In the six letters held at Eton, Arabel discussed her parents’ relationship in some detail. She emphasised their love for each other and mourned the fact that they had been prevented from marrying. Almost defiantly she wrote
“I consider myself as more truly born of wedded parents than any other woman whose mother bears a wedding ring”“Bel” Moulton-Barrett to “Edward of Albion” 2 February 1945
Arabel revealed that Charles John gave Elizabeth a house and land in Stewart Town, Trelawny, bordering St Ann’s to the west. She noted that Elizabeth had acquired an education on her own, and “had a nice little library – theology, travel, autobiography & poetry were all represented.” (2 Feb 1945)
Arabel and her sister Eva were brought up by Charles John at Retreat Pen – “my beloved home” Arabel called it (7 March 1956). Of Charles John’s parenting Arabel stated
“He did the right and honourable thing acknowledging his two little daughters. No father could have done more than he did […]”“Bel” Moulton-Barrett to “Edward of Albion” 2 February 1945
According to Jeanette Marks the girls were educated in France. Charles John, Eva and Arabel travelled to Britain in 1867; Arabel recalled her visit to her uncle by marriage Robert Browning at his home in London in one letter, describing his voice as “Deep – rich – full” (2 Dec 1952). By the 1870s financial disaster loomed. Charles John’s brother Septimus was heavily in debt. Arabel recounted how Charles John spent all of his money and sold all the family properties clearing Septimus’s debt to save the Barrett name (30 Apr 1950). According to the Jamaica National Heritage Trust’s 2019 Archaeological Impact Assessment, Retreat Pen was sold in 1893. The only part of the estate that was not sold was the burial ground – this, Arabel noted in a letter, “still belongs to me.” (5 April 1950)
Arabel Moulton-Barrett’s complex family history encapsulates both the context of sexual exploitation of Black and Mixed-heritage women by White planters during the era of slavery, and the lives of the resulting Mixed-heritage population in the period after slavery. Some of these Mixed-heritage descendants, including Arabel, led relatively comfortable lives with the time to devote to intellectual pursuits.
Archaeology, Tourism and Jamaica
It is not clear exactly when Arabel Moulton-Barrett undertook her investigations of the mounds at Retreat, though it took place before the estate’s sale in 1893. By this time interest in Jamaica’s pre-Columbian past had intensified, tied to the colonial government’s plans for increasing tourism to the island.
In the late 1880s and 1890s, Jamaica had as its Governor one Henry Blake, who had joined the colonial service from a post in the Irish Constabulary. Before coming to Jamaica, he had been Governor in the Bahamas and (briefly) Newfoundland. Henry Blake was married to Edith Bernal Osborne, an artist and writer with a deep interest in archaeology (find her entry in our database here).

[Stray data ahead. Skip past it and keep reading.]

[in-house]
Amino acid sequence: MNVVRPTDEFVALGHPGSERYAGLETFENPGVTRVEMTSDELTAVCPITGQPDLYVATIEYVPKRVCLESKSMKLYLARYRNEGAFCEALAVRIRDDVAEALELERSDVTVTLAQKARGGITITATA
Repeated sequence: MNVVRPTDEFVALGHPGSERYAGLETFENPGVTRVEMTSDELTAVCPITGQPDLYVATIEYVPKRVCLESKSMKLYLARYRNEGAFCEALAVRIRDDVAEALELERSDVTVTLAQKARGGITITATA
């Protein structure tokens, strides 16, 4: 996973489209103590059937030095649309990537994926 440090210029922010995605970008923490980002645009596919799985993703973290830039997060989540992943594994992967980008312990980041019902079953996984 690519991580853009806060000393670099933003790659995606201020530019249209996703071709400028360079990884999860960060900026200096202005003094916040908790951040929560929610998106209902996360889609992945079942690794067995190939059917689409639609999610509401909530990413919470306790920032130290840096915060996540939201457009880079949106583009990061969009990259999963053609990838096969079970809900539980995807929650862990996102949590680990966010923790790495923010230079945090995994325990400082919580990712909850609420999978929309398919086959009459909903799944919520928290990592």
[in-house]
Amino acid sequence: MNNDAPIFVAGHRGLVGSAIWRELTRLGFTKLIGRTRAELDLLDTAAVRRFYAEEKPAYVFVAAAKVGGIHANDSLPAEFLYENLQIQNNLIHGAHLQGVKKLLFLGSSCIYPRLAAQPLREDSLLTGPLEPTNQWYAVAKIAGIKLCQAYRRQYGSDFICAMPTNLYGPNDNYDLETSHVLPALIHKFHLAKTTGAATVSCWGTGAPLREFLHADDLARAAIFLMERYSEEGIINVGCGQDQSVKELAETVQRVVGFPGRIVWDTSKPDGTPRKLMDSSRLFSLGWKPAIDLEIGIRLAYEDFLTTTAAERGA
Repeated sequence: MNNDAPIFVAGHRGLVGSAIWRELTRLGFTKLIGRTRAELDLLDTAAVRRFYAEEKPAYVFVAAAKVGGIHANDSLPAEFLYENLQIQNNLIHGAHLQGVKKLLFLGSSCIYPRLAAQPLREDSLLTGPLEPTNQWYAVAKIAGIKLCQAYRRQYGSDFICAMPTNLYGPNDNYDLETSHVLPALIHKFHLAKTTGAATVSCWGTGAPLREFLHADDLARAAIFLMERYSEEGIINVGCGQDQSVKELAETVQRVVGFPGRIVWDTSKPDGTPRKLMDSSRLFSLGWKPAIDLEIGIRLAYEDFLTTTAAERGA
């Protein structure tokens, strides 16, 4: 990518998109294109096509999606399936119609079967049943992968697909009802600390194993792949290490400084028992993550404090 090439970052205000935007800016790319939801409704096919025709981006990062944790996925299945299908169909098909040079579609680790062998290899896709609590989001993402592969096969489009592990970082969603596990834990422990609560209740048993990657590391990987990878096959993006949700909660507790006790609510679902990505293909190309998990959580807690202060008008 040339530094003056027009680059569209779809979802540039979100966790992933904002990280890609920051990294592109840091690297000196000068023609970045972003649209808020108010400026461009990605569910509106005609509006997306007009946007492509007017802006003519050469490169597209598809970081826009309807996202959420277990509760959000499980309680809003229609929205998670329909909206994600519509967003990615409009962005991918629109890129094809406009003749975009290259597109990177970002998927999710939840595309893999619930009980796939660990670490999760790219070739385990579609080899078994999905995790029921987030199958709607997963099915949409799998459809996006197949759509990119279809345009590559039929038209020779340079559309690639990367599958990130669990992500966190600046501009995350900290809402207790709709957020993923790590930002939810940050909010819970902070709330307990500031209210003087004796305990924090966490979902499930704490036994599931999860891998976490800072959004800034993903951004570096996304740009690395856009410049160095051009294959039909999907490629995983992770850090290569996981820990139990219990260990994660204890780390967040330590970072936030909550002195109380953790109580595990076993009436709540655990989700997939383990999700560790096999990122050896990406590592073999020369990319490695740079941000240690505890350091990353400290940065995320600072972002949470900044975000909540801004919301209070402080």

As Governor, Henry Blake wanted to put Jamaica on the map, drawing tourism and other development opportunities to the island. He worked to facilitate a large-scale international exhibition held in Jamaica in 1891. Edith Blake also took part in this work. In addition, she was increasing her own collection of Caribbean antiquities, writing and publishing on the history and archaeology of the Caribbean, and conducting her own explorations of sites.
The Blakes were involved in the Institute of Jamaica, a learned society which by the mid-1890s had begun to encourage and lead formal archaeological investigations . In 1895, Institute of Jamaica curator J. E. Duerden organised the “Anthropological Exhibition”, borrowing artefacts from collectors in Jamaica and beyond for the display. In a volume of the Institute’s Journal Duerden recorded the efforts of these resident collectors and excavators, including Edith Blake and Arabel Moulton-Barrett.
Duerden’s report makes clear that Arabel Moulton Barrett’s exploration at Retreat Pen centred around two hills connected by a ridge. These had once been fields enslaved workers had farmed for their sustenance – among them, possibly, Arabel’s maternal ancestors. In her notes on the work, published in the Gleaner and reprinted in Duerden’s report, Arabel recorded that the ridge featured small mounds where pieces of pottery described in the Gleaner as “of the same type as the aboriginal examples obtained elsewhere”, the bones of coneys (a mammal similar to a rat), and pieces of shell were recovered at and just below surface level. It would probably have been estate workers, under Arabel’s direction, who dug below the surface on the ridge. The Institute of Jamaica subsequently organised further investigations of the site, and Duerden reported that the previous cultivation of this area by enslaved people had resulted in damage to the mounds in question. It is entirely possible that the enslaved population working in the fields before Arabel’s explorations had themselves discovered further evidence of Indigenous life. A West India Company soldier who collected ancient stone tools in Falmouth, Jamaica in the 1860s noted in a report that formerly enslaved people had first recovered many of these tools.